Dee's Blog
Mon 09/29/2008

"This is the greatest transfer of wealth out of minority pockets into big corporations that has ever happened in the history of America!"  That's what one economist said on NPR earlier today, commenting about the housing crisis that was "designed" to bring big business benefits to those in power.  I hadn't stopped to think of it that way.  Just another form of oppression--with people in power in a panic because they couldn't figure out how to squeeze any more out of the middle or out of other corporations where there just wasn't the opportunity in the desperate economy.  "Desperation" leads to greed leads to exploitation and suffering.  And the beat goes on!

Yet the verse I learned as a kid came ringing into my head immediately:  "Be sure your sins will find you out!"  Seems they have, no matter who has to help pay the price.

Posted by Dee Ann Miller at 2:24 PM CDT
Sun 09/28/2008
The Death of the Story
Topic: Making Changes
Considering that we need stories to connect ourselves with our universe and with our history, it's a tragedy that story-telling has almost died out.  That's what Patrician Monghan points out at

It started dying with the advent of TV.   That box that tells stories very quickly, stories that we only see and hear once so they don't slowly sink into the crevices of our hearts and brains, especially due to the noise.  TV makes us think that life happens at a break-neck speed.  And it seems to be a self-fulfilling prophecy since it now does. 

My guess is that it TV was just the start.  Maybe cars were the forerunner, for they quickly took us off of the slow roads that our ancestors had to take, filling their otherwise boring lives with slow-cooked stories that spoke from the heart, without visuals, and required so much creativity.  That's the kind my grandparents told, the kind my mother still tells as eyes glaze over and we rush to find ways to rescue ourselves from that slow way of life that is so much a part of the pre-technology age that they treasured.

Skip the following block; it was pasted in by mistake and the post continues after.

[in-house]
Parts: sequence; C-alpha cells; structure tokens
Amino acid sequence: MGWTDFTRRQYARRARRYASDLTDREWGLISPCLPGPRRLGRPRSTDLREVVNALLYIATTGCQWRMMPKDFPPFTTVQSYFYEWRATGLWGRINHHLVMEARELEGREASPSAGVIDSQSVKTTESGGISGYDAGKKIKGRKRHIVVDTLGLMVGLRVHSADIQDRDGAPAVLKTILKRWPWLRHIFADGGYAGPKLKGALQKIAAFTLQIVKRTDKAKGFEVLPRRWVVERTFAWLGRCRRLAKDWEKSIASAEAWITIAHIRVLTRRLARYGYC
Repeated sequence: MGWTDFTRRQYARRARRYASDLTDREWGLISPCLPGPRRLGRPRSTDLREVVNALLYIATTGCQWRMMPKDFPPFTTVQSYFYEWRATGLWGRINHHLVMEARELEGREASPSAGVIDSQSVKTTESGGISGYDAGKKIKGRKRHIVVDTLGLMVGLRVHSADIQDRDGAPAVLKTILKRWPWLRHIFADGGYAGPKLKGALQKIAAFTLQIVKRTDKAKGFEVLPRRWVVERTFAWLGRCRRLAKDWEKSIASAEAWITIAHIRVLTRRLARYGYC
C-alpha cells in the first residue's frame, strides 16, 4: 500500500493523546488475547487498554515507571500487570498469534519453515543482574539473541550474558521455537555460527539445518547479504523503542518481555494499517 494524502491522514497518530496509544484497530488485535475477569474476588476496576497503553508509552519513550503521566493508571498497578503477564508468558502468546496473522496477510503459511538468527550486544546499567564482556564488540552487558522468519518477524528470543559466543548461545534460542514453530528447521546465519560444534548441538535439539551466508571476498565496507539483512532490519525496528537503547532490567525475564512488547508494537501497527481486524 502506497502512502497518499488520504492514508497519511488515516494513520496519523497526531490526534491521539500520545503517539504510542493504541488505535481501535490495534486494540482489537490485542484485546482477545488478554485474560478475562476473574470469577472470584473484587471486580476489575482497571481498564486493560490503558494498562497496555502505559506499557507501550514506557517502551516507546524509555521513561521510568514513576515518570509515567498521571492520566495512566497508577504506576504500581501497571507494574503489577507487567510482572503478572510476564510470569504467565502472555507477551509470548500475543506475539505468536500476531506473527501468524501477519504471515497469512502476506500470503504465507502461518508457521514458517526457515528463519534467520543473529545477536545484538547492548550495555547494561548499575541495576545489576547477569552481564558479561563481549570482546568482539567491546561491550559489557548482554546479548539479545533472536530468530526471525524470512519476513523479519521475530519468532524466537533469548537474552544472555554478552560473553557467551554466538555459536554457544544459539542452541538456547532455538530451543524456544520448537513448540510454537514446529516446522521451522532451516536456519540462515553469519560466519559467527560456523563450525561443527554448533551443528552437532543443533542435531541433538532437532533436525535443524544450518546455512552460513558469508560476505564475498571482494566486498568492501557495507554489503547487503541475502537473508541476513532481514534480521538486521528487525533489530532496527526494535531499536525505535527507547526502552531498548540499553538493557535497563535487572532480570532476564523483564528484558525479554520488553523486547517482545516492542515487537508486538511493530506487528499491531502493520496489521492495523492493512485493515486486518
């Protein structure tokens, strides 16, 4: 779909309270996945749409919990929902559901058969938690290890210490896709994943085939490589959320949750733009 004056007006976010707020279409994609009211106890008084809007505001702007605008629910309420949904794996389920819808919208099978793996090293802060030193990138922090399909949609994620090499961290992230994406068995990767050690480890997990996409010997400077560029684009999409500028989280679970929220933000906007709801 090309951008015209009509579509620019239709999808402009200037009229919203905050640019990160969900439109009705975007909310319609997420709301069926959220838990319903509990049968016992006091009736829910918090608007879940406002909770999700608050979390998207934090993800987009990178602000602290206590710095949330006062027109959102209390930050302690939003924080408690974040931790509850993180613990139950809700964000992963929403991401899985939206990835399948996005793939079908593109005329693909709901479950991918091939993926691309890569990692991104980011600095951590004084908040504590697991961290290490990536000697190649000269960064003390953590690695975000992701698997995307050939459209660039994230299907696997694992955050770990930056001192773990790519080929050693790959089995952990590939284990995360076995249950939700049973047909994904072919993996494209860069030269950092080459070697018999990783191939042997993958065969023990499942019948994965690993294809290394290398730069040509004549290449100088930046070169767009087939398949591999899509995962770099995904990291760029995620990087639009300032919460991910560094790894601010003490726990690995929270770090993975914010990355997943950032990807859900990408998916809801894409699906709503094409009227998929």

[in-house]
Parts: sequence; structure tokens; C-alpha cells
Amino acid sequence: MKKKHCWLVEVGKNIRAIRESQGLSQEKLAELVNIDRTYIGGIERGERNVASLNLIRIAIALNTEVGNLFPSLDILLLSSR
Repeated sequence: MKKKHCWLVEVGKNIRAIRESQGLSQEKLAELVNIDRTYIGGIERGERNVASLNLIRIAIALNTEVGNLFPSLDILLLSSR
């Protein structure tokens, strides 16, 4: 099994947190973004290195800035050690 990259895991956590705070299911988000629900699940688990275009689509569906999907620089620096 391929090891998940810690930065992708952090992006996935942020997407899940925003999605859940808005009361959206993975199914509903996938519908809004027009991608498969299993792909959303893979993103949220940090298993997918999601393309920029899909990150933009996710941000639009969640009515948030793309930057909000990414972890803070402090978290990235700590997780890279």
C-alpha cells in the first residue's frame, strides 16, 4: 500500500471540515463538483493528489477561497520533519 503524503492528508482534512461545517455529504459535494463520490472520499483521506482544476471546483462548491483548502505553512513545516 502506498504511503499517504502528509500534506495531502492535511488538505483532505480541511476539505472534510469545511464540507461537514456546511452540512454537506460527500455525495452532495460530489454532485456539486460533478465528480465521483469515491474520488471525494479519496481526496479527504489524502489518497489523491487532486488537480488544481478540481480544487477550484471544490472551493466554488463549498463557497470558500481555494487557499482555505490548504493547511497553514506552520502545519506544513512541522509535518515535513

As much as I prefer change as a whole, today I find myself agreeing with my mother.  Maybe some things shouldn't change so fast.   We need to hold on to the stories that have shaped our lives.  For it is in the stories that the eternal or spiritual threads are woven. 

Posted by Dee Ann Miller at 12:01 AM CDT
Fri 09/26/2008
How Stories Grow into Legend
Topic: spirituality

Society wants to shape how our stories are told and sometimes limit how often we tell the same story.   It's like a tug of war.  Society gets bored easily.  OK, I'll admit I certainly do, especially when hearing the same story told by older people in my family.  To me, they seem to tell the same story over and over.

Not so, says Patricia Monoghan.  Each time a story is told, new truths have opportunity to emerge.  We are able to tell and see the story in a new way.  While the facts may remain the same, even those can change without us being dishonest.  Facts do get lost over time, but facts aren't nearly as important as the legend--unless you are in a court of law, where people are so often more interested in proving and disproving the facts than of examining the principles at stake.

Legend is what needs to survive as we make sense out of the story.  Legend is what shapes our cultures and effects changes--in the culture, as well as in ourselves.